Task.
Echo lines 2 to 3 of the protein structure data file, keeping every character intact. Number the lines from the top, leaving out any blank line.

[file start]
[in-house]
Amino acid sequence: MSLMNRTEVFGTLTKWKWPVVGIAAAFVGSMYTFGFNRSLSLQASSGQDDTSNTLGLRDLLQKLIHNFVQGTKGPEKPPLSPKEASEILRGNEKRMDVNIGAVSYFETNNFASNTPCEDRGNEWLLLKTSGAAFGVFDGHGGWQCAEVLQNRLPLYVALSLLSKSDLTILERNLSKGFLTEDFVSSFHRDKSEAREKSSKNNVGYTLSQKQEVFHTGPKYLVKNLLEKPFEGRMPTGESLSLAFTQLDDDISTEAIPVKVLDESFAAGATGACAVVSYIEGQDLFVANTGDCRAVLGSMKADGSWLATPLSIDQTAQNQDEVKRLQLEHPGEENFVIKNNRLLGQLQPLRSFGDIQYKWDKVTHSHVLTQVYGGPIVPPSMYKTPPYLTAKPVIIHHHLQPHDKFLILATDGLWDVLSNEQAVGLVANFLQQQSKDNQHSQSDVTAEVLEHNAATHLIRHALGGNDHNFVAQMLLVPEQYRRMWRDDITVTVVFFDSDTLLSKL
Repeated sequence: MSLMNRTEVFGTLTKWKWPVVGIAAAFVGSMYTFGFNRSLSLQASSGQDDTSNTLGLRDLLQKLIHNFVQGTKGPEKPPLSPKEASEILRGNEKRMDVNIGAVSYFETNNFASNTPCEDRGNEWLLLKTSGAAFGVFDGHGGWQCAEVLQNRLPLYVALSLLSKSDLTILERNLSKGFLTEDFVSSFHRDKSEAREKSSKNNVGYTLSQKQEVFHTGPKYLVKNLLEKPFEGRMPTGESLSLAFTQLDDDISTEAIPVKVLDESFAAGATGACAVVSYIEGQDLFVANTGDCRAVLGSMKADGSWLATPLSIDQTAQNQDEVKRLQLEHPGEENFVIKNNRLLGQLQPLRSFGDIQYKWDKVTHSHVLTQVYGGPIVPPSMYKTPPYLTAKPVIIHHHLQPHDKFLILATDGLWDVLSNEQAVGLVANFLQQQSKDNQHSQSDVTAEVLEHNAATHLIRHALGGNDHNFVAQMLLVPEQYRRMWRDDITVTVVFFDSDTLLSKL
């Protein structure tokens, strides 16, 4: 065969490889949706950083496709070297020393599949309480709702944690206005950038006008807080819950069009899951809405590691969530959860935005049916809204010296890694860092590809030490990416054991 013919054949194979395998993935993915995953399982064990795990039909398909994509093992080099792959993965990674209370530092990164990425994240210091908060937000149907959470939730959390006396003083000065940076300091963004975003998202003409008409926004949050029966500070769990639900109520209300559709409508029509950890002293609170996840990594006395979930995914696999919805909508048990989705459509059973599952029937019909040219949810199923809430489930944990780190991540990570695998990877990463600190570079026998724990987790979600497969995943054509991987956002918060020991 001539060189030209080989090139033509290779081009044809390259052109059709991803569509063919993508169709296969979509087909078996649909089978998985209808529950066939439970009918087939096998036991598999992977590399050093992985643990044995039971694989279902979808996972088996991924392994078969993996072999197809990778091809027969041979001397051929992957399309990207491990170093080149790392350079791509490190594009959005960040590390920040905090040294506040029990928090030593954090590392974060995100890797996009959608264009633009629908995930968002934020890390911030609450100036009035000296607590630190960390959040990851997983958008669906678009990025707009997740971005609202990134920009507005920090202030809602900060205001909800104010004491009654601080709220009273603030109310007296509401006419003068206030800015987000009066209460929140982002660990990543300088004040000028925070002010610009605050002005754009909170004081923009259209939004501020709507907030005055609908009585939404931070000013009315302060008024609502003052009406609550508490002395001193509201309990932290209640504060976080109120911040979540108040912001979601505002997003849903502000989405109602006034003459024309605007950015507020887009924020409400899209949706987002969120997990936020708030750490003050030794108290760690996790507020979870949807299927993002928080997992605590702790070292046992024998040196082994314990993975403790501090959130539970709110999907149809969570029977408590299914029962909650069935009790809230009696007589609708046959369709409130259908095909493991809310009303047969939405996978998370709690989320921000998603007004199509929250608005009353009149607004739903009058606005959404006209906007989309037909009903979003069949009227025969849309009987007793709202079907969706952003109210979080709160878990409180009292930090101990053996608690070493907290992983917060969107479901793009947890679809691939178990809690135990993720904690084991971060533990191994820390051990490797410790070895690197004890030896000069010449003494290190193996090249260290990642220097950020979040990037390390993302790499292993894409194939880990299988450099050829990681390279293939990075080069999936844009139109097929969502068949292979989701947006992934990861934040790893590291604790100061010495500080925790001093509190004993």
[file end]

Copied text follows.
Amino acid sequence: MSLMNRTEVFGTLTKWKWPVVGIAAAFVGSMYTFGFNRSLSLQASSGQDDTSNTLGLRDLLQKLIHNFVQGTKGPEKPPLSPKEASEILRGNEKRMDVNIGAVSYFETNNFASNTPCEDRGNEWLLLKTSGAAFGVFDGHGGWQCAEVLQNRLPLYVALSLLSKSDLTILERNLSKGFLTEDFVSSFHRDKSEAREKSSKNNVGYTLSQKQEVFHTGPKYLVKNLLEKPFEGRMPTGESLSLAFTQLDDDISTEAIPVKVLDESFAAGATGACAVVSYIEGQDLFVANTGDCRAVLGSMKADGSWLATPLSIDQTAQNQDEVKRLQLEHPGEENFVIKNNRLLGQLQPLRSFGDIQYKWDKVTHSHVLTQVYGGPIVPPSMYKTPPYLTAKPVIIHHHLQPHDKFLILATDGLWDVLSNEQAVGLVANFLQQQSKDNQHSQSDVTAEVLEHNAATHLIRHALGGNDHNFVAQMLLVPEQYRRMWRDDITVTVVFFDSDTLLSKL
Repeated sequence: MSLMNRTEVFGTLTKWKWPVVGIAAAFVGSMYTFGFNRSLSLQASSGQDDTSNTLGLRDLLQKLIHNFVQGTKGPEKPPLSPKEASEILRGNEKRMDVNIGAVSYFETNNFASNTPCEDRGNEWLLLKTSGAAFGVFDGHGGWQCAEVLQNRLPLYVALSLLSKSDLTILERNLSKGFLTEDFVSSFHRDKSEAREKSSKNNVGYTLSQKQEVFHTGPKYLVKNLLEKPFEGRMPTGESLSLAFTQLDDDISTEAIPVKVLDESFAAGATGACAVVSYIEGQDLFVANTGDCRAVLGSMKADGSWLATPLSIDQTAQNQDEVKRLQLEHPGEENFVIKNNRLLGQLQPLRSFGDIQYKWDKVTHSHVLTQVYGGPIVPPSMYKTPPYLTAKPVIIHHHLQPHDKFLILATDGLWDVLSNEQAVGLVANFLQQQSKDNQHSQSDVTAEVLEHNAATHLIRHALGGNDHNFVAQMLLVPEQYRRMWRDDITVTVVFFDSDTLLSKL